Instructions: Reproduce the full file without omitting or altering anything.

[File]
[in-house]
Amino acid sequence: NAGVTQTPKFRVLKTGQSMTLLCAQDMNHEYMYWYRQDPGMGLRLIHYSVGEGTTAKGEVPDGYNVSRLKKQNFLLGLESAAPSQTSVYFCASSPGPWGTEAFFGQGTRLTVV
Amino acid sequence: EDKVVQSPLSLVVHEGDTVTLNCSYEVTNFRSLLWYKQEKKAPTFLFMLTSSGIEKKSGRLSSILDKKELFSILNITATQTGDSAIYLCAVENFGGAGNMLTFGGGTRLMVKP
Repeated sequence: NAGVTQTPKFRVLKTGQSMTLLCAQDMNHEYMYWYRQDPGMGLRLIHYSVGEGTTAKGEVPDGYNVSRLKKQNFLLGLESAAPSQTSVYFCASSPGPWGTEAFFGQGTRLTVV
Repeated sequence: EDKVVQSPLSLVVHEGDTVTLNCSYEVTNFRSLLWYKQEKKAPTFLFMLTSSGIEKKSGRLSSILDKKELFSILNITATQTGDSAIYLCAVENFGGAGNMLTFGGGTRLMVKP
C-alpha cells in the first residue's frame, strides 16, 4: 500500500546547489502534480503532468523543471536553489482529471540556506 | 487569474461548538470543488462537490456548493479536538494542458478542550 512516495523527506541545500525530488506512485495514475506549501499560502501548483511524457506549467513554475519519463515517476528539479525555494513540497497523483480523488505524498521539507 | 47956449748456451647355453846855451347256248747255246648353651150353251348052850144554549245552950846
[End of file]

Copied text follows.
[in-house]
Amino acid sequence: NAGVTQTPKFRVLKTGQSMTLLCAQDMNHEYMYWYRQDPGMGLRLIHYSVGEGTTAKGEVPDGYNVSRLKKQNFLLGLESAAPSQTSVYFCASSPGPWGTEAFFGQGTRLTVV
Amino acid sequence: EDKVVQSPLSLVVHEGDTVTLNCSYEVTNFRSLLWYKQEKKAPTFLFMLTSSGIEKKSGRLSSILDKKELFSILNITATQTGDSAIYLCAVENFGGAGNMLTFGGGTRLMVKP
Repeated sequence: NAGVTQTPKFRVLKTGQSMTLLCAQDMNHEYMYWYRQDPGMGLRLIHYSVGEGTTAKGEVPDGYNVSRLKKQNFLLGLESAAPSQTSVYFCASSPGPWGTEAFFGQGTRLTVV
Repeated sequence: EDKVVQSPLSLVVHEGDTVTLNCSYEVTNFRSLLWYKQEKKAPTFLFMLTSSGIEKKSGRLSSILDKKELFSILNITATQTGDSAIYLCAVENFGGAGNMLTFGGGTRLMVKP
C-alpha cells in the first residue's frame, strides 16, 4: 500500500546547489502534480503532468523543471536553489482529471540556506 | 487569474461548538470543488462537490456548493479536538494542458478542550 512516495523527506541545500525530488506512485495514475506549501499560502501548483511524457506549467513554475519519463515517476528539479525555494513540497497523483480523488505524498521539507 | 47956449748456451647355453846855451347256248747255246648353651150353251348052850144554549245552950846